▼ The MT reads סִירִים סְבֻכִים (sirim sevukhim, “entangled thorn-bushes”), and is supported by the Dead Sea text from Murabba`at: סירים סבכים (see DJD 2:197). The noun סִירִים (“thorn bushes”) is from סִיר (sir, “thorn, thorn bush,” BDB 696 s.v. II סִיר; HALOT 752 s.v. *סִירָה), e.g., Isa 34:13; Hos 2:8; Eccl 7:6. The Qal passive participle סְבֻכִים (sevukhim) is from סָבַךְ (savakh, “to interweave,” BDB 687 s.v. סָבַךְ; HALOT 740 s.v. סבך), e.g., Job 8:17, which is related to Assyrian sabaku (“to entwine,” AHw 2:999.a) and Arabic sabaka (“to entwine”; Leslau, 51). The MT is supported by several LXX translators, e.g., Symmachus, Aquila, and Theodotion. It is also reflected in Vulgate’s spinarum perplexi (“thorn-bushes entangled”). On the other hand, the Syriac Peshitta reflects סָרִים סוֹרְרִים (sarim sorerim, “your princes are rebels”) which points to orthographic confusion and a different vocalization. Similar textual confusion is apparent in Origen: θεμελίου αὐτοῦ ξερσωθήσεται (qemeliou autou xersōqēsetai, “his foundation shall be laid bare”) seems to reflect יְסֹדָם יְכָבֵּס (yesodam yekhabbes, “their foundation shall be washed away”) which was caused by orthographic confusion and transposition of consonants. The MT should be retained.▼
like the drink of drunkards, ▼
▼ The MT reading וּכְסָבְאָם סְבוּאִים (ukhesav’am sevu’im, “and like the drink of drunkards”) is supported by Symmachus (“and as those drinking their drink with one another”) who is known for his wooden literalness to the Hebrew text, and by Vulgate which reads et sicut vino suo inebriati. K. J. Cathcart revocalizes as וּכְסֹבְאִים סְבֻאִים (ukhesove’im sevu’im, “and like drunkards sodden with drink”; Nahum in the Light of Northwest Semitic [BibOr], 61). Haldar equates Hebrew סָבָא (sava’) with Ugaritic sp’ (“eat”) due to an interchange between ב (bet) and פ (pe), and produces “and as they consume a consuming” (A. Haldar, Studies in the Book of Nahum, 32). Barr argues that the mem (מ) on MT וּכְסָבְאָם (ukhesov’am) is enclitic, and he translates the line as “and as the drunken are getting drunk” (J. Barr, Comparative Philology, 33).▼
▼ The MT’s וּכְסָבְאָם is a noun with masculine plural suffix from סֹבֶא (sove’, “drink, liquor”), meaning “their drink, liquor” (e.g., Hos 4:18). This is supported by Symmachus (“their drink”) and is reflected in the Syriac (“in their drink”). The Masoretic סְבוּאִים (sevu’im) is the passive participle from סָבָא (sava’, “to drink,” BDB 684-85 s.v. סָבָא). This produces “and like their liquor/drink being drunken.” This makes good sense with the following line in which אֻכְּלוּ (’ukkelu, “they will be consumed”) appears. The verb אֻכְּלוּ is frequently used in comparisons of consuming liquor and being consumed like chaff.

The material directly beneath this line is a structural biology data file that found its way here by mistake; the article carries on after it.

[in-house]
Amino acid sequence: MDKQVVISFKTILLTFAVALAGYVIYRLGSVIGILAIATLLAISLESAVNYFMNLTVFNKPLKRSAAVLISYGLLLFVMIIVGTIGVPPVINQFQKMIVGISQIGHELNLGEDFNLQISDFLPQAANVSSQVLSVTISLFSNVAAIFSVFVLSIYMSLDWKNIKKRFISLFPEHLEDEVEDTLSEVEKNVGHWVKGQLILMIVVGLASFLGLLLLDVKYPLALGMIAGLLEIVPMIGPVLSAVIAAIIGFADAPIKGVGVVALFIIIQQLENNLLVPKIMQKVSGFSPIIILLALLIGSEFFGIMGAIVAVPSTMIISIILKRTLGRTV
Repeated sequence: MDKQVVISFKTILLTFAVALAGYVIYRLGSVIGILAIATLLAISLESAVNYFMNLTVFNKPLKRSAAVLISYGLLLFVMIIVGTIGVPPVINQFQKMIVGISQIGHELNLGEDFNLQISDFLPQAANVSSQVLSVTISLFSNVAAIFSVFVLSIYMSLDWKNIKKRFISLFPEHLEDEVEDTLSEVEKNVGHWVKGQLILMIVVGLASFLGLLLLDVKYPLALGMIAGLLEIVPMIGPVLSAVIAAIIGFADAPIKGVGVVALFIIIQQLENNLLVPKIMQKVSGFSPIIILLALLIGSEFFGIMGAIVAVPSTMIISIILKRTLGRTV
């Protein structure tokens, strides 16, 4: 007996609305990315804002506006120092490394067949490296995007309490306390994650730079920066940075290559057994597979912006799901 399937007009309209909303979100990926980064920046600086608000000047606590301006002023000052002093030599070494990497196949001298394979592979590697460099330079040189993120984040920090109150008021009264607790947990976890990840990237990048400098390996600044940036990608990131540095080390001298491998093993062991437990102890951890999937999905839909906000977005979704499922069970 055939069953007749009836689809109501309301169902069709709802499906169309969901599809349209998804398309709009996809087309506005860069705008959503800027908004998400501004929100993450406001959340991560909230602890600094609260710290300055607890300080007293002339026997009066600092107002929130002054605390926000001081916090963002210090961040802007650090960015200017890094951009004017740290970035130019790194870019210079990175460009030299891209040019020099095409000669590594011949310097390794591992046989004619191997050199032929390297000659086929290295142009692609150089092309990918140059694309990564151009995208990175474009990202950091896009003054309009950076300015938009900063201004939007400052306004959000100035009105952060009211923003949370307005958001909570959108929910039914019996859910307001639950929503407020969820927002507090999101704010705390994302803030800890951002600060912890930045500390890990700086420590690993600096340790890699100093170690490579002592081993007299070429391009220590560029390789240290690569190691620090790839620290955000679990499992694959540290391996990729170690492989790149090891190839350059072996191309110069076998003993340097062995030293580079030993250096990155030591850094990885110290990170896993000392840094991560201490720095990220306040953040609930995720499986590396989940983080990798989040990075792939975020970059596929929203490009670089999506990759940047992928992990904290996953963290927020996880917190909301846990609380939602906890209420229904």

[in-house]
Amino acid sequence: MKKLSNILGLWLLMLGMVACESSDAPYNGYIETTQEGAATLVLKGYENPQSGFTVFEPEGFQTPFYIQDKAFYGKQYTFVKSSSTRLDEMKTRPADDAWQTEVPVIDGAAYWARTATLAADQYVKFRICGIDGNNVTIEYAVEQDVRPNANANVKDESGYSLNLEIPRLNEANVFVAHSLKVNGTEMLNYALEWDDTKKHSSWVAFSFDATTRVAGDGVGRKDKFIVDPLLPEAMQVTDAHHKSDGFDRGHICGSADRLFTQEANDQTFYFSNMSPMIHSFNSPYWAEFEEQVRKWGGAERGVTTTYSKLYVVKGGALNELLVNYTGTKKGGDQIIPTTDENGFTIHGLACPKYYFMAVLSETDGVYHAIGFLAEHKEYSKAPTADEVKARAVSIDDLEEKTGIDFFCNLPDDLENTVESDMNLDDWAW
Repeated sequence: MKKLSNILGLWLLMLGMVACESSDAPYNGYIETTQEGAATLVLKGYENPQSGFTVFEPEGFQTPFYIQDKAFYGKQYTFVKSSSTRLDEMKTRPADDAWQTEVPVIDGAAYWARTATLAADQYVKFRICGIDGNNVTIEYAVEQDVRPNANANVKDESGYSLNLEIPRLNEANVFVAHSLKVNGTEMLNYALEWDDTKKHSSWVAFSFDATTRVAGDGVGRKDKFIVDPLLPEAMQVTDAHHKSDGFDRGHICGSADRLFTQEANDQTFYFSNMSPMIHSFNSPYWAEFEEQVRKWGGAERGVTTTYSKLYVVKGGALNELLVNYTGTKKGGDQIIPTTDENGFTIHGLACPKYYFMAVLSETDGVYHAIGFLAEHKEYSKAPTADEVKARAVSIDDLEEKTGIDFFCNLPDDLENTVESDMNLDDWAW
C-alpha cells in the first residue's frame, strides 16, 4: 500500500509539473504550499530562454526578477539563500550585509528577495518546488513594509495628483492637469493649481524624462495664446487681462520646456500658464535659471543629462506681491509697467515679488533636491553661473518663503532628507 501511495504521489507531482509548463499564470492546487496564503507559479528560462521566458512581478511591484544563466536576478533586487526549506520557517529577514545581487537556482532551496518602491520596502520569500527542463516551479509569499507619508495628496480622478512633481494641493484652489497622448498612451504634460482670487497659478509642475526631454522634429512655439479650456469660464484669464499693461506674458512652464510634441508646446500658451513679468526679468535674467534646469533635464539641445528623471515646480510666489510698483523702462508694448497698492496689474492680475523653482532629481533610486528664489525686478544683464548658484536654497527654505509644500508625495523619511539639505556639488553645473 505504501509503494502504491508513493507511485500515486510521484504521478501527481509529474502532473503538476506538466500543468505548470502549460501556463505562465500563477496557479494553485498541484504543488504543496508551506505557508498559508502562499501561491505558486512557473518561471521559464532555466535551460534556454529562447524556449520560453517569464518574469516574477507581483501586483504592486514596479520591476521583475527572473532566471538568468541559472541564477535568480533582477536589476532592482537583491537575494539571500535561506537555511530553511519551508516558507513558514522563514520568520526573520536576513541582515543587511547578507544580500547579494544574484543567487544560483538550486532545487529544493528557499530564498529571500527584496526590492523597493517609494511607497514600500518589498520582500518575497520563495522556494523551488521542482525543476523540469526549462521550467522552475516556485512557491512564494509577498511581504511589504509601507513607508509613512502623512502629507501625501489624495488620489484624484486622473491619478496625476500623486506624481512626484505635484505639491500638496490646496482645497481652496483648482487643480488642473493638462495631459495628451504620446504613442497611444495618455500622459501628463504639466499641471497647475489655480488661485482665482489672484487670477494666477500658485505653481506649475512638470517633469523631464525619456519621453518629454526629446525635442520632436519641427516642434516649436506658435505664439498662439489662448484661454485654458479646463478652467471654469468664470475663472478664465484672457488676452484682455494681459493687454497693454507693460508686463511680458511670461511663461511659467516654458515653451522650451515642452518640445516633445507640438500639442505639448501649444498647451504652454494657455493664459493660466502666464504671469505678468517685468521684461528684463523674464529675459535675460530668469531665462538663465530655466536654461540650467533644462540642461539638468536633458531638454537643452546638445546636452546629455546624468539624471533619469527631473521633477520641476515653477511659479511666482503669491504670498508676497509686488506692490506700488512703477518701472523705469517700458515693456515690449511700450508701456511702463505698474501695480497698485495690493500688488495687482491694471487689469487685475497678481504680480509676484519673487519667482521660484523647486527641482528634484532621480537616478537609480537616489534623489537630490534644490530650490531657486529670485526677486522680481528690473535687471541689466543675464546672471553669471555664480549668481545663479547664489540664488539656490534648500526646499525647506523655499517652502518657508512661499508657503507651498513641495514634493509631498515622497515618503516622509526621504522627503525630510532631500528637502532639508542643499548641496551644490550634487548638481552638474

like very ▼
▼ The BHS editors propose emending the MT’s מָלֵא (male’, “fully”) to the negative interrogative הֲלֹא (halo’, “Has not…?”) and connecting it with the next line: “Has not one plotting evil marched out from you?” However, this emendation is unnecessary because the MT makes sense as it stands, and there is no textual support for the emendation. The MT is supported by the Greek tradition, the Dead Sea Scrolls (4QpNah), and the other versions.▼
▼ Or “They will be fully consumed like dried stubble.” The term מָלֵא (“fully”) functions either as: (1) an adjective modifying כְּקַשׁ יָבֵשׁ (keqash yavesh, “like fully dried stubble”) or (2) an adverb modifying אֻכְּלוּ (’ukkelu, “they will be fully consumed”); see BDB 571 s.v. מָלֵא. The adverbial sense is rare, appearing elsewhere only in Jer 12:6; thus, the adjectival sense is more probable. The Hebrew word order also suggests the adjectival sense because מָלֵא follows כְּקַשׁ יָבֵשׁ (keqash yavesh) rather than אֻכְּלוּ.dry stubble.
11 From you, O Nineveh, ▼ one has marched forth who plots evil against the Lord,
a wicked military strategist. ▼
▼ Heb “a counselor of wickedness”; NASB “a wicked counselor”; NAB “the scoundrel planner.”
Oracle of Deliverance to Judah12 This is what the Lord says: ▼
▼ Verse 12 begins with a typical prophetic introduction (“This is what the Lord says”) in language similar to the typical ancient Near Eastern messenger formula (see C. Westermann, Basic Forms of Prophetic Speeches, 100–115). This formula is frequently used to introduce prophetic speeches (e.g., Jer 2:5; Ezek 2:4; Amos 1:3). The messenger formula indicates that the prophet’s message is not his own, but is a revelatory and prophetic oracle from the Lord. It confirms the authenticity of the message.
“Even though ▼
▼ The syntax of this line is complicated and difficult to translate. The first clause is the concessive protasis of a real condition, while the second is the logical apodosis of a comparative clause. This creates an a fortiori argument: “Even though they are strong and likewise many, so much more will they be cut down and pass away!” The first use of the particle וְכֵן (vekhen, “Even though”) introduces a concessive or conditional protasis of a present-time or immediate future-time real condition (R. J. Williams, Hebrew Syntax, 87, #515; IBHS 636–37 #38.2). The second use of the particle וְכֵן (“so much more…”) introduces the apodosis of a logical resultative clause (see IBHS 641–42 #38.5).they are powerful ▼